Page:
The following participants completed the course:
Keshav Adhikari, Nepal
Peter Beck, USA
Maria C. Forsberg Di Silva, Brazil
Nives Dolsak, Slovenia
Clark Gibson, USA
Donnelle Keech, USA
Tom Koontz, USA
Zhu Lee, China
Carrie Pomeroy, USA
Bharat Sharma, Nepal
Patricia Uberhuaga, Bolivia
Cristian Vallejos, Bolivia
Other short-term visitors included:
Pius Kizito, Uganda
Norbert Ross, Germany

 The course was taught by Dusty Becker, Julie England, Joby Jerrells, Tom Koontz, Stacy Land, Lin Ostrom, Charlie Schweik, George Varughese, and Mary Beth Wertime. Course topics included: coding forms; Participatory Research (PRA) methodology; fieldwork in the neighboring community of Needmore, Indiana; introduction to relational databases, database management and the database application. Data entry and designing queries for data analysis was also part of the course. Charlie Schweik helped out with Geographic Information System (GIS) measurements this year and will be helping to complete a GIS map for the practice site this summer.

 Yu-zhuang Deng, an associate professor at the Institute of Public Administration in Beijing, is undertaking a program to facilitate translation and encourage publication in China of works in the Public Choice/Institutional Analysis approach. Wai Fung (Danny) Lam, Zhu Lee, and Xin Zhang together with Yu-zhuang Deng, have formed a working group concerned with basic conceptual problems in achieving translation. We anticipate that this working group will continue through the 1995-96 academic year to cross the intellectual thresholds between the Public Choice/Institutional Analysis Approach and Chinese intellectual traditions. Inquiries can be addressed to Vincent Ostrom.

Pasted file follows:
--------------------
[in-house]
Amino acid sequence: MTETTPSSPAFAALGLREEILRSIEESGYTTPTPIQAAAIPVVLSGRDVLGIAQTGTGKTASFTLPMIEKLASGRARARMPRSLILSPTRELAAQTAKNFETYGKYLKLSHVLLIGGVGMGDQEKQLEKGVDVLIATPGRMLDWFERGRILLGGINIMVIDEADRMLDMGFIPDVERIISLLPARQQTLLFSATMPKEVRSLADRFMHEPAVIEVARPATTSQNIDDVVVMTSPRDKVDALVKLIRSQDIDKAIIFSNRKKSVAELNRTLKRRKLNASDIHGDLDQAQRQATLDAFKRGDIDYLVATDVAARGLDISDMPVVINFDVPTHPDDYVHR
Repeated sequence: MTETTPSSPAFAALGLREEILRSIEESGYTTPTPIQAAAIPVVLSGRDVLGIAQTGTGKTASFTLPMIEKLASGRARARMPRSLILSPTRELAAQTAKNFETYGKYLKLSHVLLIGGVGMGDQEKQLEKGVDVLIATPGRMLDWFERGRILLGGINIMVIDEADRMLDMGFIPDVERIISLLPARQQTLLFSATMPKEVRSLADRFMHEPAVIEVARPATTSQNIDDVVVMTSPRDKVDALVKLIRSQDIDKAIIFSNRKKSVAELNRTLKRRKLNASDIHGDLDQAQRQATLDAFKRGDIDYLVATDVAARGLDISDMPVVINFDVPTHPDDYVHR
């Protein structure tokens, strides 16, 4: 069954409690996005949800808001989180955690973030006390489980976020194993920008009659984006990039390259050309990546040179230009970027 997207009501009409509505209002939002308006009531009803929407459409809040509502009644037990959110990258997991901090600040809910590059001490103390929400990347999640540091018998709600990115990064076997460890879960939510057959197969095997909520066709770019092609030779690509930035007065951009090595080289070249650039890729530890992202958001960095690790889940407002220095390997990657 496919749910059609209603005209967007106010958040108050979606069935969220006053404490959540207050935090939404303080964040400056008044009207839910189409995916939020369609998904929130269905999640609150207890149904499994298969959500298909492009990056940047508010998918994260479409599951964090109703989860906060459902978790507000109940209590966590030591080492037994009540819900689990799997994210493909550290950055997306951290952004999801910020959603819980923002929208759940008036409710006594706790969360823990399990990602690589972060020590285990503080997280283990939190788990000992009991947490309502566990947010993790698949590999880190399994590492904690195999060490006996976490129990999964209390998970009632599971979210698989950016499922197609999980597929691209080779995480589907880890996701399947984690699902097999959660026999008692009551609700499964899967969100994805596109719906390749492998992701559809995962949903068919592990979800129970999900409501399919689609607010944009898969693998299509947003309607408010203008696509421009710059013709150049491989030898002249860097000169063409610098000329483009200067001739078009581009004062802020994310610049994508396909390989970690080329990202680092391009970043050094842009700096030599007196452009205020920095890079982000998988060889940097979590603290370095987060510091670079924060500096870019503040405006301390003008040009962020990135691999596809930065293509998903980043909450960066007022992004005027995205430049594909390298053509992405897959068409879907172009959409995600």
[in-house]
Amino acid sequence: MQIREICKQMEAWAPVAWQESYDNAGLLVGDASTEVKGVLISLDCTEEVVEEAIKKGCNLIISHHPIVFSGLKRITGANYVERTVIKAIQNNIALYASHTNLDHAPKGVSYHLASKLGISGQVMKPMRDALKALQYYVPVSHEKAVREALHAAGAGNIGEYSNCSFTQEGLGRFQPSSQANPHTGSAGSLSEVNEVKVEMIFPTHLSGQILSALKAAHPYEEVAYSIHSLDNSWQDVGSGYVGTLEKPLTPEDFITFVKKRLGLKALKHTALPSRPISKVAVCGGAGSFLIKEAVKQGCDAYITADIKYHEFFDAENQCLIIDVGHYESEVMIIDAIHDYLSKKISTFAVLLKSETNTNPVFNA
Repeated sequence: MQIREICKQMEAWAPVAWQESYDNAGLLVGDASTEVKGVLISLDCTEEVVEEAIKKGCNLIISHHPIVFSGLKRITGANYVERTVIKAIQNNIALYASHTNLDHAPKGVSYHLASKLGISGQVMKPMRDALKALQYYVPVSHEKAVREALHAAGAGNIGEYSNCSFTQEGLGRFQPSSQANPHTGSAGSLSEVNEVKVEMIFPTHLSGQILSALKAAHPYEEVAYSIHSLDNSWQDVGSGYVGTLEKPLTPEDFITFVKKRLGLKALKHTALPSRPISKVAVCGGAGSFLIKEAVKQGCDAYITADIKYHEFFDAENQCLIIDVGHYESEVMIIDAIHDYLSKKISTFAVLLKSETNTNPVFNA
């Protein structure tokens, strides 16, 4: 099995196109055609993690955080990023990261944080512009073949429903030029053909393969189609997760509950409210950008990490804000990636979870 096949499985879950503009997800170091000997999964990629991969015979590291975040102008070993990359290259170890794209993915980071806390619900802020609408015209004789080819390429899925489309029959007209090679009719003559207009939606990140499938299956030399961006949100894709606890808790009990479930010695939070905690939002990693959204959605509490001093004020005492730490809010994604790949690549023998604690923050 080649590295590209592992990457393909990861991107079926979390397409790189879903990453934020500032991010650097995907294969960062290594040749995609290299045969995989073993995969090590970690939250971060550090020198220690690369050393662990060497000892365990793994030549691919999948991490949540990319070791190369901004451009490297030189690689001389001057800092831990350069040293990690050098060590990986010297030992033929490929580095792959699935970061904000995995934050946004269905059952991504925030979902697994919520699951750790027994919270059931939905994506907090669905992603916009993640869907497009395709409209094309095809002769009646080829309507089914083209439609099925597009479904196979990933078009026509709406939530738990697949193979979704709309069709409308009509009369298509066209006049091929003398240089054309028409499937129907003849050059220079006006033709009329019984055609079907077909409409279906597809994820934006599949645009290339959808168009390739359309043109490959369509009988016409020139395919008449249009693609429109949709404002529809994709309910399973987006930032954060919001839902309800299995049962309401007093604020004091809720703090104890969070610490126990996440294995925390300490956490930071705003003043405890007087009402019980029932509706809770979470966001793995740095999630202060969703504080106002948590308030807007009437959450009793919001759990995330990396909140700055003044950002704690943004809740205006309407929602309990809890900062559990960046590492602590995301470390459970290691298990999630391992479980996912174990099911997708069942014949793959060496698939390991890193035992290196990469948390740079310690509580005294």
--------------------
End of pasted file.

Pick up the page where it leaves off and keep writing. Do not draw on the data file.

Alexander Obolonsky, from the Institute of State and Law in the Russian Academy of Science, was in Bloomington preparing an English language rendition of his book recently published in Moscow on The Drama of Russian Political History. Vincent was working closely with Alexander while working on revisions of his own manuscript, which currently bears the title The Vulnerability of Democracies. The two studies promise to be an interesting complement to each other. The drama of Russian political history demonstrates the persistence of autocracies—a continuing threat to the viability of democracies within Russia and elsewhere.